It's a couple of years since Blade 2, and Blade the Vampire Hunter (Wesley Snipes, wearing his ever-present red-lined trenchcoat, which deserves its own supporting actor credit) is beginning to get worn down by the neverending war against the darkness. He's becoming reckless, approaching every mission like a suicide run. Sooner or later it's going to catch up with him - and it does when Dracula shows up.
This time around, Blade is surrounded by many more human characters that add a leavening influence to Snipes' stoicism. Jessica Biel, Ryan Reynolds and Natasha Lyonne join the mythology as the Night Stalkers, a team of vampire hunters who rescue Blade from certain doom and join him on his endeavors.
Of all the Blade films, this has the best sense of identity. The first one was a vaguely generic vampire film, the second a very good Guillermo Del Toro monster movie, but this is an all-out geekfest - leaving no doubt that this is a Marvel superhero movie. Nerdbait runs rampant, including many more characters from the comics, Count Chocula, a Lost Boys T-shirt and Dracula vibrators. It's steeped deeply enough in vampire myth that viewers who aren't much interested in bloodsuckers will find themselves turned off, but for anyone up for horror, action and fangs, it's a treat.
Like the previous films, the plot's a bit dicey and shaky - something about Parker Posey bringing back Dracula to finish off humanity for good - but it has supercool action scenes of Wesley Snipes kicking everyone's ass, which is the reason we're all here, right? It doesn't have any sequences that top the opening club scene in Blade, but it comes close, and to be fair, nothing in the series has yet topped the first five minutes of the first movie.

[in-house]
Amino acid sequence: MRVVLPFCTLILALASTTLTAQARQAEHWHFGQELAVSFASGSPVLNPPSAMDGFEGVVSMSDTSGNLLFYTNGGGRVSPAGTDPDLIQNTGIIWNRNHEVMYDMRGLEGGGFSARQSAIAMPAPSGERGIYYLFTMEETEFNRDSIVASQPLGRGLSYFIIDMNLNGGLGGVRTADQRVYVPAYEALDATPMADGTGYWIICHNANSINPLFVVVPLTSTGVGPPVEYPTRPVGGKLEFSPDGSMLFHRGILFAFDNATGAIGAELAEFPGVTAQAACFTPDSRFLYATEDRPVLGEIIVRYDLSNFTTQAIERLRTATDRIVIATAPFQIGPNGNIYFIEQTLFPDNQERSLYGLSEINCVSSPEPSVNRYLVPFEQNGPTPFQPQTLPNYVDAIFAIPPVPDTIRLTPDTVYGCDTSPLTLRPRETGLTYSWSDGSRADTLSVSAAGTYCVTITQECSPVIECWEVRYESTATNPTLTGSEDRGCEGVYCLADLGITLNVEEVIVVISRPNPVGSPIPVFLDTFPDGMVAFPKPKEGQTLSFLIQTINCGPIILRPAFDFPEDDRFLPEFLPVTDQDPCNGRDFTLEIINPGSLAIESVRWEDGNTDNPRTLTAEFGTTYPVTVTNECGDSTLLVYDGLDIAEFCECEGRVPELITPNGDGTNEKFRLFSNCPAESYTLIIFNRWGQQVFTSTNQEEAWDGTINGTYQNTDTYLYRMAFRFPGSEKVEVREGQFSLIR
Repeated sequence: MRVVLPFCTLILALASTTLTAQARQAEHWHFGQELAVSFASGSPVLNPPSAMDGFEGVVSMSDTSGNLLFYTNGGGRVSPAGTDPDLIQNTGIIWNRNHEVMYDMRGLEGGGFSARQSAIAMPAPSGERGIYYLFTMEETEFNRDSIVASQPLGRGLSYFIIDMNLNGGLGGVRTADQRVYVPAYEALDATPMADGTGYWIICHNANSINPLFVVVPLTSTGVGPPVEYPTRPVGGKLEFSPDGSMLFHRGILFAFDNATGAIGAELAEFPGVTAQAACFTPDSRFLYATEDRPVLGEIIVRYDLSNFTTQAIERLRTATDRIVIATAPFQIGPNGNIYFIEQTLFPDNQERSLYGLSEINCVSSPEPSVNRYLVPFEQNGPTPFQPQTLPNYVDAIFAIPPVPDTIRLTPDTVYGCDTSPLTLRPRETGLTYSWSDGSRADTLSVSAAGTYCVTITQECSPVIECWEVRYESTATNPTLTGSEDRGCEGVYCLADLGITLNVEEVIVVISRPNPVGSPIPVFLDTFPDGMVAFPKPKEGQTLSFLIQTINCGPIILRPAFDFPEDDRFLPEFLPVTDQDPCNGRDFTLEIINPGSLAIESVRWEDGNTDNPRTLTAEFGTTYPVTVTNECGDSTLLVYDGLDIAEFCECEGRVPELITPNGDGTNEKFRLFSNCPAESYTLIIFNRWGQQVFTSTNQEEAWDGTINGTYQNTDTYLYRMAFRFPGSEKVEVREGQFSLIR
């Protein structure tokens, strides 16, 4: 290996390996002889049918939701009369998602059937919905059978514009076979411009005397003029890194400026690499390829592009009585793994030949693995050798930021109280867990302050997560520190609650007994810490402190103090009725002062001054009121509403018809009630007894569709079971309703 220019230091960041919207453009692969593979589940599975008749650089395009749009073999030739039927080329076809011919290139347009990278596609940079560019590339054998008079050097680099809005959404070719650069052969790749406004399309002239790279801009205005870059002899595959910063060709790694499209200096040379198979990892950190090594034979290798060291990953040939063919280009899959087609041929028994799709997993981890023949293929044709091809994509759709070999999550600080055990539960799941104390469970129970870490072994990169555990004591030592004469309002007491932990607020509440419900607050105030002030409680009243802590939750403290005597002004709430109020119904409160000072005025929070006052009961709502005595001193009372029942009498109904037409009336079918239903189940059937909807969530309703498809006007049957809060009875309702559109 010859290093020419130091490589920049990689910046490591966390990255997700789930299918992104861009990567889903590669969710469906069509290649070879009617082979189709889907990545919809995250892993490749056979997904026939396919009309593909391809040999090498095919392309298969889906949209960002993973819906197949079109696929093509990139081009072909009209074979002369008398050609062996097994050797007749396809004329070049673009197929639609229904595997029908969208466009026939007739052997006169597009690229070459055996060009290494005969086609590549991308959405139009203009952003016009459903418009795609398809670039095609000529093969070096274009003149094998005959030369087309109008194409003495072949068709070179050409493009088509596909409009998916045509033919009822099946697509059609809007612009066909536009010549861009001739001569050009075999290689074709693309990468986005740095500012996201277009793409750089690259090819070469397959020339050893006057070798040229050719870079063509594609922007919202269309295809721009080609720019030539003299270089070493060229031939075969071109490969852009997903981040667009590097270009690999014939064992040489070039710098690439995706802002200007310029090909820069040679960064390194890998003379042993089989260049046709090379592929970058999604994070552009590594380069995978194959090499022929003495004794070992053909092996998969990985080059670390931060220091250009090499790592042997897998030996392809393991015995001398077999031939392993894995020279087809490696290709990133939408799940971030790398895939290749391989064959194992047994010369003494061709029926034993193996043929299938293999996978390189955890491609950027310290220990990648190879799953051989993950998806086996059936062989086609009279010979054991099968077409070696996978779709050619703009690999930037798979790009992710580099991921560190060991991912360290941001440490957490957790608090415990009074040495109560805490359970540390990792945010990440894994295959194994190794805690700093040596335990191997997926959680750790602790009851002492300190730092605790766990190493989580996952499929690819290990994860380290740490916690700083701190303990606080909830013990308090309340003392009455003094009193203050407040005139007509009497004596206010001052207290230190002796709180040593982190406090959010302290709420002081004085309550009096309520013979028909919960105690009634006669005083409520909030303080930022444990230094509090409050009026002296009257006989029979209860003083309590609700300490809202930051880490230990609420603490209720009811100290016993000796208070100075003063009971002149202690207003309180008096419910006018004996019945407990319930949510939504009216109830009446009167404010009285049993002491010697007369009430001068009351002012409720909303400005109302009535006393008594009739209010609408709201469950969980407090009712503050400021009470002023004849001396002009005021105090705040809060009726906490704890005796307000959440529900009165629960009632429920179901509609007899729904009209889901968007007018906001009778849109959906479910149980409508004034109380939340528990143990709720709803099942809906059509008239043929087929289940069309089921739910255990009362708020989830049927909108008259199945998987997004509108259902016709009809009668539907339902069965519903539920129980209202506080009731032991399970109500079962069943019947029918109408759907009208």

Also, it has vampire puppy dogs doing kissy-face with Triple H, and I can pretty much guarantee you won't see THAT again for a while.
As wisecracking Hannibal King, Reynolds doesn't so much steal the show as commit outright armed robbery. Jessica Biel's Abigail Whistler is pretty much a generic cutout straight from Central Tough Chick Casting (see also: Kate Beckinsale), but she adds a certain flair to the role, including her use of a compound bow and other weapons chosen solely on the basis of their neatness.
As a director, David S. Goyer (writer of the entire series, on his first outing behind the camera) finds his own pace, distinctive from the previous films: very gritty, less neon, almost no slow-mo. He's worked out that slow-mo is virtually a dead form, and so most of the action scenes are shot either full speed or speeded up.
The conclusion leaves plenty of openings for future outings, especially with the Night Stalkers, but it also draws all extant plot threads to a close with the promise of a new beginning. Altogether, it's a greatly entertaining action yarn and a worthy finish to the trilogy.